Are insects the new buzz for protein intake?

Are insects the new buzz for protein intake?

When we think about getting in our protein, we typically think of chicken, beef or any other animal meat; and for those vegetarians: beans, nuts and tofu.

However, new research says to consider insects.  According to last week’s discussions at the Institute of Food Technologists (IFT) Annual Meeting & Food Expo, insects may just be the new environmentally-friendly way to get your daily dose of protein.

Participants discussed how insects are economically practical and do not take as much a toll on the environment as other sources of protein.

“Insects require less feed, less water, less land, and less energy to produce and their production generates substantially lower environmental pollutants, such as pesticides and greenhouse gases,” said Dr. Aaron Dossey, founder of All Things Bugs LLC, in Gainesville, Florida, at the meeting.

Dossey also said that insects contain a greater quality of proteins that are good for the body.

“Some insects are as much as 80 percent protein by weight and provide more essential amino acids than most animal proteins,” he said. “They are also rich in nutrients like omega-3 fatty acids.”

Dr. Florence Dunkel, Associate Professor of Entomology at Montana State University and editor of Food Insects Newsletter, said at the meeting that about 85 percent of insects in the U.S. may be used a food sources. Dunkel said that locusts, grasshoppers, crickets and beetles are some of the primary insects eaten around the world.

With an abundance of insects worldwide, why don’t we eat them more often? The answer, according to Dunkel, is cultural acceptance and differences.

“Western cultures’ aversion to the use of edible insects as a food source is a serious issue in human nutrition. But it’s the way forward into a sustainable world environment,” Dunkel said.

Countries across the globe consider certain insects as a normal part of their meal and eat them often. It has never been a popular delicacy in the U.S., and researchers also say that Americans need to get past the socially constructed image of eating insects. Not only that, with constant increases in the world population and limited amount of resources, insects as food may provide a solution.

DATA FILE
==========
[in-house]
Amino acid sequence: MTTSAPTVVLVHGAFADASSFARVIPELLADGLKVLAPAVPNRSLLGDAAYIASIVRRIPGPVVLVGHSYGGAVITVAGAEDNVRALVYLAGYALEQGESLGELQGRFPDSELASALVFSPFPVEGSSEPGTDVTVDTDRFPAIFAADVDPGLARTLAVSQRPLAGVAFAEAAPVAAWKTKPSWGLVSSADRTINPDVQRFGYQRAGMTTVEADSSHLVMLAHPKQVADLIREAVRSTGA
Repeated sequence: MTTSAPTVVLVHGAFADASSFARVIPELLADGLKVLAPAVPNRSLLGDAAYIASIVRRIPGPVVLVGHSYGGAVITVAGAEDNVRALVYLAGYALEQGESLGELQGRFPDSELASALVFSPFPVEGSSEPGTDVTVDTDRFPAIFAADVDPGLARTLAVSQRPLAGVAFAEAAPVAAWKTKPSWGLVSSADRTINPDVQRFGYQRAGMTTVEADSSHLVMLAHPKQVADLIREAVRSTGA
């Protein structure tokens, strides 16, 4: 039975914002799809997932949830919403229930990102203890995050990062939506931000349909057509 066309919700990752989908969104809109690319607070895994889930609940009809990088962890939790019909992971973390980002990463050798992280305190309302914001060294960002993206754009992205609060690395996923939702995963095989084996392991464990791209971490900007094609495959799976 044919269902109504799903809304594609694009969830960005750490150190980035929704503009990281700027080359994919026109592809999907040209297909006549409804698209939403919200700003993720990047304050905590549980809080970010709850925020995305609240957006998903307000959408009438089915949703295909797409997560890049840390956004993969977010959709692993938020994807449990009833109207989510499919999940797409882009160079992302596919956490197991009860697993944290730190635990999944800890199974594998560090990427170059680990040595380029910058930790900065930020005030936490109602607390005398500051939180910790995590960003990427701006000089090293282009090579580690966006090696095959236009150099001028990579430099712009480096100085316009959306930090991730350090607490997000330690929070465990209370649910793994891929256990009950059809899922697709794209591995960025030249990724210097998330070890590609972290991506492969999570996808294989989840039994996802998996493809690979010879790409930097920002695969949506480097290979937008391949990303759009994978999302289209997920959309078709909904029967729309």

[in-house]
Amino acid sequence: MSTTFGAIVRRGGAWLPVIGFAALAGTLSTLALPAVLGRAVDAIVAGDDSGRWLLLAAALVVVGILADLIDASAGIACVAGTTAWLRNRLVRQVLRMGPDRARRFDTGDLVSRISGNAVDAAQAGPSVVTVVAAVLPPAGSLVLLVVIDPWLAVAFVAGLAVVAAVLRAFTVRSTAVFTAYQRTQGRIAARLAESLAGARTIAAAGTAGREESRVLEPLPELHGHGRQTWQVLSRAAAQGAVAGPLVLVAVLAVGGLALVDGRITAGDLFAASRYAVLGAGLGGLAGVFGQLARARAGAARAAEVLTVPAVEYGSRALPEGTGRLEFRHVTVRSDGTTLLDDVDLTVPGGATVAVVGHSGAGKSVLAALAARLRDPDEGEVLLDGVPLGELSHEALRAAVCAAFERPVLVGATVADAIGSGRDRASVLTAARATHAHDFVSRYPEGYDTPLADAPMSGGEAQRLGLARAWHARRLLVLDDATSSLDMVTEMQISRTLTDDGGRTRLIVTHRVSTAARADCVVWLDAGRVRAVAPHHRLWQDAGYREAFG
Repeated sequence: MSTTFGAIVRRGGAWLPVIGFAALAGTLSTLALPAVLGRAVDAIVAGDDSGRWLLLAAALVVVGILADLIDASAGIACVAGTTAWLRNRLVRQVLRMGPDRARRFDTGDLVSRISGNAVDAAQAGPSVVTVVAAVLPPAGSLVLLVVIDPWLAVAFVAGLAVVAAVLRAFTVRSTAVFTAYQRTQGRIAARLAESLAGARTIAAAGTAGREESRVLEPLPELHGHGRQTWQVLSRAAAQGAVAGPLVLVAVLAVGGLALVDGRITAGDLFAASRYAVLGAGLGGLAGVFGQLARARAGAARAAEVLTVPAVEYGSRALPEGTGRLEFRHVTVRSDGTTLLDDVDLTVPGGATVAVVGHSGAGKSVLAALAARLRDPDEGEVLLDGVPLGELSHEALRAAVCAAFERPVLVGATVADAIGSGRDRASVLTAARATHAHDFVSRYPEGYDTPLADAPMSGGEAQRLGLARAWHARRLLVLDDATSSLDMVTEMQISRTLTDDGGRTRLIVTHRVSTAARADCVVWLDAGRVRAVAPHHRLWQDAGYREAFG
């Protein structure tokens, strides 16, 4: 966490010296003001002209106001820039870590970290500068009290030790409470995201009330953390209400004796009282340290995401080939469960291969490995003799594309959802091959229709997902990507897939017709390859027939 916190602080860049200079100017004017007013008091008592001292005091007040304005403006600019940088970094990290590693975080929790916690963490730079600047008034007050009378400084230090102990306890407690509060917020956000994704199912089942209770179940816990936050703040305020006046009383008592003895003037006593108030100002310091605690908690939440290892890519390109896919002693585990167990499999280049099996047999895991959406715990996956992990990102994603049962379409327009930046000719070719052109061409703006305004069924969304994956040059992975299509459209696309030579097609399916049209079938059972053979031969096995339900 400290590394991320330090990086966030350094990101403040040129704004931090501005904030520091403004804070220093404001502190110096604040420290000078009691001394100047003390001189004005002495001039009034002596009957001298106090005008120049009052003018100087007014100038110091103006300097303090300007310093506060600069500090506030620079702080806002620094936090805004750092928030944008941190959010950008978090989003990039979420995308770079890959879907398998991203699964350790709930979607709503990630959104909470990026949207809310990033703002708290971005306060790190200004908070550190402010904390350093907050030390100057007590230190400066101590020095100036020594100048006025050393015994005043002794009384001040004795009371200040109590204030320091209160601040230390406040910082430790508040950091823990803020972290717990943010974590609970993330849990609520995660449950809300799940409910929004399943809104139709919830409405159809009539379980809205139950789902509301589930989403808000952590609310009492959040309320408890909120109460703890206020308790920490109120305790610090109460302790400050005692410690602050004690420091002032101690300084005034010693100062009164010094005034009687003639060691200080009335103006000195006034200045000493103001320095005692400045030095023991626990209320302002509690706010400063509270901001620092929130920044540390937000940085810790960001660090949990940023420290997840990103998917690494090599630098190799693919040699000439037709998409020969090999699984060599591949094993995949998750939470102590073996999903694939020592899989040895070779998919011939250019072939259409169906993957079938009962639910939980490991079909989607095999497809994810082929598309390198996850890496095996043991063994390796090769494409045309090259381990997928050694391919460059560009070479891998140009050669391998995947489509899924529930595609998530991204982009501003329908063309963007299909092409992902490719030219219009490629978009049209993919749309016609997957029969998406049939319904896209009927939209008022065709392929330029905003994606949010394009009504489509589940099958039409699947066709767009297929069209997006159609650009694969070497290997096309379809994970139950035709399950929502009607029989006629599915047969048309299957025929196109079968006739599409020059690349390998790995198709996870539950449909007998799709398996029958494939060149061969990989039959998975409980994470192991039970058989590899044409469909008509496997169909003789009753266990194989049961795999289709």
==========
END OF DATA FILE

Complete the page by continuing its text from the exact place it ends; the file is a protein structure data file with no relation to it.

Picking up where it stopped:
Researchers say there is still more to be discovered when it comes to making insects a marketable resource. You can learn more on these proposals here.

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Comments

11 Comments

  1. I am all for getting my protein and helping the environment but I don’t think I’ll be able to swallow insects anytime soon!

  2. I don’t think I could ever get passed the texture of a bug…

  3. interesting, maybe if someone processed it in my food and never told me about it….

  4. Unless I happen to be stranded on a deserted Island, I don’t think I’ll be eating a diet of bugs anytime soon. I might consider it if I see Al Gore doing it.

  5. It does not appeal to me. Besides the texture, part of me is concerned about germs. Cooking may take care of that. There are several cousins of insects on the American diet, essentially bigger bugs:shrimp, prawns, crayfish, crab, and lobster.

  6. Ummmm I think I will pass on the bugs! Thanks but No Thanks…..

  7. Mmmm yeah not really my cup of tea. I like the idea but I can’t see myself munching on some insects at the dinner table.

  8. The might be tolerable if they were finely ground into a powder and used in a protein shake.
    They were need to be well disguised for my tastes.

  9. well not in its raw form or cooked as it looks alive….but there is this gal in Nor CA that makes flour out of crickets… and I am going to order some this weekend. (I don’t recall the business name of hand)

  10. I have eaten ant eggs and grasshoppers in a Mexican restaurant. They were served with mole sauce and sour cream. The first bite was hard, but after that it was fine. I am game for insects in our diets.

  11. I can’t even look at the picture in this story – that’s how much I hate bugs!!

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health enews Staff
health enews Staff

health enews staff is a group of experienced writers from our Advocate Aurora Health sites, which also includes freelance or intern writers.